Consumer confidence absent in housing market

By Reporter 14 March 2013 | 1 minute read

Improved consumer confidence is failing to translate to the housing market, according to Master Builders Australia.

Master Builders Australia says housing finance figures released today by the Australian Bureau of Statistics show the total number of dwelling commitments fell 1.5 per cent in January, seasonally adjusted.

Peter Jones, Master Builders Australia's chief economist said the figures hardly suggest a recovery in the housing market, despite some positives for builders in the latest release.

"Loans for the construction of dwellings and for the purchase of new dwellings combined rose 0.6 per cent from December 2012 to January 2013.

"This is an increase of 9.3 per cent from the corresponding figure in January 2012”, he said.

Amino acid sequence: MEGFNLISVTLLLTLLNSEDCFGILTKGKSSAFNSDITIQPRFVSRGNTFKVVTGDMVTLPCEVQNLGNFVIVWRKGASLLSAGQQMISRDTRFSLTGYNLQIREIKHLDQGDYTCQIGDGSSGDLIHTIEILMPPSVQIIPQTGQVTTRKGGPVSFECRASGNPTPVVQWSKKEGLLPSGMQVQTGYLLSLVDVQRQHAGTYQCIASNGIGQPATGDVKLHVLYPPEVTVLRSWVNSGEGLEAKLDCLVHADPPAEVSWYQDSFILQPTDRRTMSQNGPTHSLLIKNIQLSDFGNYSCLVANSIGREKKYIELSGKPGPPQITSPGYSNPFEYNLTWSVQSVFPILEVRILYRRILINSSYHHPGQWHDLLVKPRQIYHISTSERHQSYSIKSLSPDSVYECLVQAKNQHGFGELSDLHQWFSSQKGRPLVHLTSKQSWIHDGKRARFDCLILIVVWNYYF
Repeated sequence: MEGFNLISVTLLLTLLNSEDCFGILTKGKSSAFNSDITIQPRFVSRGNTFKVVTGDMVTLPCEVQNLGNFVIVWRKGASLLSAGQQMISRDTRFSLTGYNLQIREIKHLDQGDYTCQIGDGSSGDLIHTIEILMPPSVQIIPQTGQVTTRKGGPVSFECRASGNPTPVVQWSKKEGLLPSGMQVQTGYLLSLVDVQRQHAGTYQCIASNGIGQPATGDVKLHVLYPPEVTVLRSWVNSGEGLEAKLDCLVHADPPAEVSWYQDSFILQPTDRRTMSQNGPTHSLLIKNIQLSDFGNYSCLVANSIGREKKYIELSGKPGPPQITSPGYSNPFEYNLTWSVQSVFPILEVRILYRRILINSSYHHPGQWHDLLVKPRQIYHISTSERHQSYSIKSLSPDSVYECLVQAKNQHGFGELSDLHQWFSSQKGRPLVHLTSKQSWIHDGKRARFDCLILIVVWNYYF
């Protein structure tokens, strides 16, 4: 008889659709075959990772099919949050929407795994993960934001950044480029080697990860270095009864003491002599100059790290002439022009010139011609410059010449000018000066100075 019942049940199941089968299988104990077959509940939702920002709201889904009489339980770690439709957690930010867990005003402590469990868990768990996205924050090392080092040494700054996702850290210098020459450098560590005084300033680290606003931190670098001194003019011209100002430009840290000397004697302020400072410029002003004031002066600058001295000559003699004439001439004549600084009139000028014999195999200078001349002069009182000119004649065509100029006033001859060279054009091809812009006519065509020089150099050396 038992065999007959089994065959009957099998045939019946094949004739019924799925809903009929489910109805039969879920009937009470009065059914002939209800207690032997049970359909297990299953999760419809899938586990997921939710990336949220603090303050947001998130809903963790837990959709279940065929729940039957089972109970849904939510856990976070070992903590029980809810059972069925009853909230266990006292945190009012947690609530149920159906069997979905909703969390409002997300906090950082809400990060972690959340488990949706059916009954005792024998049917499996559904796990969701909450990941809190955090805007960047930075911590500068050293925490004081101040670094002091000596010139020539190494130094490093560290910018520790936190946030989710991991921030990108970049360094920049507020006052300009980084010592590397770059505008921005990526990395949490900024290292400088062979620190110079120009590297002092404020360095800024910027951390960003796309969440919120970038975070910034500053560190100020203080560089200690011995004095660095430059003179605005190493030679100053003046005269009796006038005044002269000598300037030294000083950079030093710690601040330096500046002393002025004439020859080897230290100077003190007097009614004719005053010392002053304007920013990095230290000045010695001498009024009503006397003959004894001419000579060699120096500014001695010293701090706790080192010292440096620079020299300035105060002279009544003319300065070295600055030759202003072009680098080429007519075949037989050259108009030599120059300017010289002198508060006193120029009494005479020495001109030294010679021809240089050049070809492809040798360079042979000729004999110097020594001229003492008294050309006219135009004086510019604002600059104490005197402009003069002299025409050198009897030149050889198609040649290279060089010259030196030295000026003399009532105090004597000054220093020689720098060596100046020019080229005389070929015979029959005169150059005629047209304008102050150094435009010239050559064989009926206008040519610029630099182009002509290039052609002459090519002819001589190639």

Mr Jones said that while this is a welcome pickup, it is also a far cry from the sort of strong housing recovery housing builders were hoping for.

"Consumers remain overly cautious about committing to a significant purchase like housing,” he said. “The industry is hoping the rise in consumer confidence will quickly translate into the new housing market.

"Consumer confidence will need to translate into increased spending on housing if the industry is to enter a sustained recovery capable of driving growth in the non-mining sectors of the economy.”



Consumer confidence absent in housing market
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